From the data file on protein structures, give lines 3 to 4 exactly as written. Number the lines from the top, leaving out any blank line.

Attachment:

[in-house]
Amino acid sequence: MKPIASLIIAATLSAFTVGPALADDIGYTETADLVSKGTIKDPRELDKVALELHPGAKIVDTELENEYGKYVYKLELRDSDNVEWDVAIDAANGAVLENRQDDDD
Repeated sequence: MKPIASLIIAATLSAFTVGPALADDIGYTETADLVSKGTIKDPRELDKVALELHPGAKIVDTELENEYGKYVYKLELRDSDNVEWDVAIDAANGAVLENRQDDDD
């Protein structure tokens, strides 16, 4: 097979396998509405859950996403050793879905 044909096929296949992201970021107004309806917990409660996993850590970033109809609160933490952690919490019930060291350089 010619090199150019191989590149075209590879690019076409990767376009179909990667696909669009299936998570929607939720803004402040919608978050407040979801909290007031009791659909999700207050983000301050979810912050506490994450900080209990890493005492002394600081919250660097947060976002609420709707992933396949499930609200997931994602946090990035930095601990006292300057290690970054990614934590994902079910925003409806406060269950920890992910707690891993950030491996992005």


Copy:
Repeated sequence: MKPIASLIIAATLSAFTVGPALADDIGYTETADLVSKGTIKDPRELDKVALELHPGAKIVDTELENEYGKYVYKLELRDSDNVEWDVAIDAANGAVLENRQDDDD
């Protein structure tokens, strides 16, 4: 097979396998509405859950996403050793879905 044909096929296949992201970021107004309806917990409660996993850590970033109809609160933490952690919490019930060291350089 010619090199150019191989590149075209590879690019076409990767376009179909990667696909669009299936998570929607939720803004402040919608978050407040979801909290007031009791659909999700207050983000301050979810912050506490994450900080209990890493005492002394600081919250660097947060976002609420709707992933396949499930609200997931994602946090990035930095601990006292300057290690970054990614934590994902079910925003409806406060269950920890992910707690891993950030491996992005």